Tesla Motors Inc. plans to roll out an update to its Autopilot driver-assistance feature Wednesday, Chief Executive Elon Musk said Friday morning.
In a tweet, Musk said he was "hoping" to release the software update then "if no last minute issues discovered."
Musk described the pending changes Sunday. The new Autopilot will rely primarily on radar, not just cameras, to help the car "see" what's going on around it and better avoid collisions.
The new software will get more data points from the radar to create a 3-D picture of the car's surroundings, Musk said Sunday.
Radar was added to Tesla vehicles in 2014, but was intended to supplement the camera and image-processing systems. Now it is taking on a greater role.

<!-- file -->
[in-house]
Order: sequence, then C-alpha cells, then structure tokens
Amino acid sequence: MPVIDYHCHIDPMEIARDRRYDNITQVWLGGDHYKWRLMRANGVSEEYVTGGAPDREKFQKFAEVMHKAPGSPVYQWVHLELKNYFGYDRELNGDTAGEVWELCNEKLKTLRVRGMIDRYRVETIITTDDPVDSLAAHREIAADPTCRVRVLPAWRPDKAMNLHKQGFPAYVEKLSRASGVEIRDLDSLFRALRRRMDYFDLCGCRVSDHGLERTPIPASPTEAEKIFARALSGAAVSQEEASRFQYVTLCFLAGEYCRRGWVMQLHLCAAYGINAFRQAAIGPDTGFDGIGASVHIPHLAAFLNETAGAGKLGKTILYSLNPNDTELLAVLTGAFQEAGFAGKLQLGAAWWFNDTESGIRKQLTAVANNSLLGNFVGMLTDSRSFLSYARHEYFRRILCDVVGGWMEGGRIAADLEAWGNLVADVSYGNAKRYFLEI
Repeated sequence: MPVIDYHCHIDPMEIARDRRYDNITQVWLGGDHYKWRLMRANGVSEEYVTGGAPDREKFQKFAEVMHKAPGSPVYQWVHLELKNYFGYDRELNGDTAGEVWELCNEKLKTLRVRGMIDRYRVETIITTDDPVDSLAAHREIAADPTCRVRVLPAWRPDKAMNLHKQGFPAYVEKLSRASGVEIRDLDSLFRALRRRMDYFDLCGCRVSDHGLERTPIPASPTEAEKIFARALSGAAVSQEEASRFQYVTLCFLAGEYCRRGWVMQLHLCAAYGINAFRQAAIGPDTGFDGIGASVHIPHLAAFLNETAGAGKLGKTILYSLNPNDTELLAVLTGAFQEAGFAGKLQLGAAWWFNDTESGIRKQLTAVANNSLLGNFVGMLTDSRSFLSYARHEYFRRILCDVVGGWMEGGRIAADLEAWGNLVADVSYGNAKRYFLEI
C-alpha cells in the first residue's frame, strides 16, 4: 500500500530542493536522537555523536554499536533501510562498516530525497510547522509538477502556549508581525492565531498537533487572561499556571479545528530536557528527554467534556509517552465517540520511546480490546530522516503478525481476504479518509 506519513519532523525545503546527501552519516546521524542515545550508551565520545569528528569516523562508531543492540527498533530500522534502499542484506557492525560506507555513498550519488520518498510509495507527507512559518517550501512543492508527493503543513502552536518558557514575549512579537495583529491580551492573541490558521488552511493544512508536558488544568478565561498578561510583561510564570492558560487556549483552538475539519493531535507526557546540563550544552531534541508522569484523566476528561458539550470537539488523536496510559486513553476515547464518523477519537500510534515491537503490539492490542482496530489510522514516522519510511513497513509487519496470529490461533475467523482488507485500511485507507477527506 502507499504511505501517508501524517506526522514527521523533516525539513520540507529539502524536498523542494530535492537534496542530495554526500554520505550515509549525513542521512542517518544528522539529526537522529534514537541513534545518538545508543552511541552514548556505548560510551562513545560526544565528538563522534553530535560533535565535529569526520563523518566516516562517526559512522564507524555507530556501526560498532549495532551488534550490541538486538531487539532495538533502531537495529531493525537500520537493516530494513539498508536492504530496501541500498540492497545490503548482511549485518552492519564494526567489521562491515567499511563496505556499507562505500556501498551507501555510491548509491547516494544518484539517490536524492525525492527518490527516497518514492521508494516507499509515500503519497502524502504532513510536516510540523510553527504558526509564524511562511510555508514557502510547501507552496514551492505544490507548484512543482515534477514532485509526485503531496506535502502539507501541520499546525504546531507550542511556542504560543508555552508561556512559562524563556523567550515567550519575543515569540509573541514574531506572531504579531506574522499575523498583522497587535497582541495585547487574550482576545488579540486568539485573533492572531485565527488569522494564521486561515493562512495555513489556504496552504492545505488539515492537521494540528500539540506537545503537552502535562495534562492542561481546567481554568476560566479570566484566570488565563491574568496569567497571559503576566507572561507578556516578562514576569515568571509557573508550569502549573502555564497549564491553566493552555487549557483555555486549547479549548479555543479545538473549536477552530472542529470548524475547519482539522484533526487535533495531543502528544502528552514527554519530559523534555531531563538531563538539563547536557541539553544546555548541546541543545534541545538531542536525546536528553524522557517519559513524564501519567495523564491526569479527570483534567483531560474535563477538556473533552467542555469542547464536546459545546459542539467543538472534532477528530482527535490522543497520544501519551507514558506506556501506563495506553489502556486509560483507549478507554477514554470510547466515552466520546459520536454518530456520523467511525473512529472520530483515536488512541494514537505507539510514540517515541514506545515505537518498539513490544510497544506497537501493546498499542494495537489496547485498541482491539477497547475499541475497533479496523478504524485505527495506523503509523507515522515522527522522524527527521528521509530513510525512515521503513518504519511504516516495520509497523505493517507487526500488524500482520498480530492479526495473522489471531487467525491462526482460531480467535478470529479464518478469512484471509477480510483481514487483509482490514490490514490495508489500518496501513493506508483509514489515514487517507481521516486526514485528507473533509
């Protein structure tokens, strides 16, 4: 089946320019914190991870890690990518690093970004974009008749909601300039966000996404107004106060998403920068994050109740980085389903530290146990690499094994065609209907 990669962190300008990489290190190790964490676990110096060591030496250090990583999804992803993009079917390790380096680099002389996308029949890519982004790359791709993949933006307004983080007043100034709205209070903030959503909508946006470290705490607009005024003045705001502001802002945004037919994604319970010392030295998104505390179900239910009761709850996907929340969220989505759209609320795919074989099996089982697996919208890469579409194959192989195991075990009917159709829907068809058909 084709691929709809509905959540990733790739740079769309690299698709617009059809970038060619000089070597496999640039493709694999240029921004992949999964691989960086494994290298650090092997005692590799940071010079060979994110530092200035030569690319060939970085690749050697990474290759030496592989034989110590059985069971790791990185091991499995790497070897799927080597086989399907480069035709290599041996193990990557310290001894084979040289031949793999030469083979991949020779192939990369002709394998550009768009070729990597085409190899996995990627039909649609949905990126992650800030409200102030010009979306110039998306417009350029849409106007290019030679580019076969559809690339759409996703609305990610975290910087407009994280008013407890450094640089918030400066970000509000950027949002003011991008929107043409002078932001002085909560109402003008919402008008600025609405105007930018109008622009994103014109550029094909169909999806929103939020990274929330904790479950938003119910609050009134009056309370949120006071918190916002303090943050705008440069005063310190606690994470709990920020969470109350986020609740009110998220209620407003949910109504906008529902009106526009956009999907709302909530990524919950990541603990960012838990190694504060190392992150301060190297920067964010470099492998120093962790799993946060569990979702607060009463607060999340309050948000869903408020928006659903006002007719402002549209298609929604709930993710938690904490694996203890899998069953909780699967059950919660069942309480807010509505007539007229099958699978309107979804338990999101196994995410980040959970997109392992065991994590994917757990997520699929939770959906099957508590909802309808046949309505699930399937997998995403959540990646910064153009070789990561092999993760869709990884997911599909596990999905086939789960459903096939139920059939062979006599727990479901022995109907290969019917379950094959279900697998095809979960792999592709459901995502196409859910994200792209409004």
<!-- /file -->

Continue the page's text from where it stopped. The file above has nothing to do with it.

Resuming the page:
The update also includes more safeguards to ensure drivers remain alert while using Autopilot. If a driver ignores repeated warnings to take control of the wheel, he or she will have to park the car and re-start it to engage the automatic steering function again.
The changes come after a Tesla Model S driver died in a crash in Florida while using Autopilot this spring. The sedan slammed into a big rig after Autopilot apparently failed to distinguish between the white truck and the bright sky behind it.
The National Highway Traffic Safety Administration is investigating the fatal crash.
On Sunday, Musk said he believed the improvements to Autopilot would make Tesla vehicles "by far the safest on the road," and probably would have saved the life of the driver in the Florida crash.
However, he cautioned that the update also did not mean "perfect safety."
"Perfect safety is really an impossible goal," Musk said.
Analysts have said the update is "meaningful," but ultimately limited, as it only improves the software and doesn't involve any extra sensors.
Tesla's stock was up $3.82, or 1.1%, to $202.24 in late-session trading.
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12:20 p.m.: This article was updated with additional details about the software update.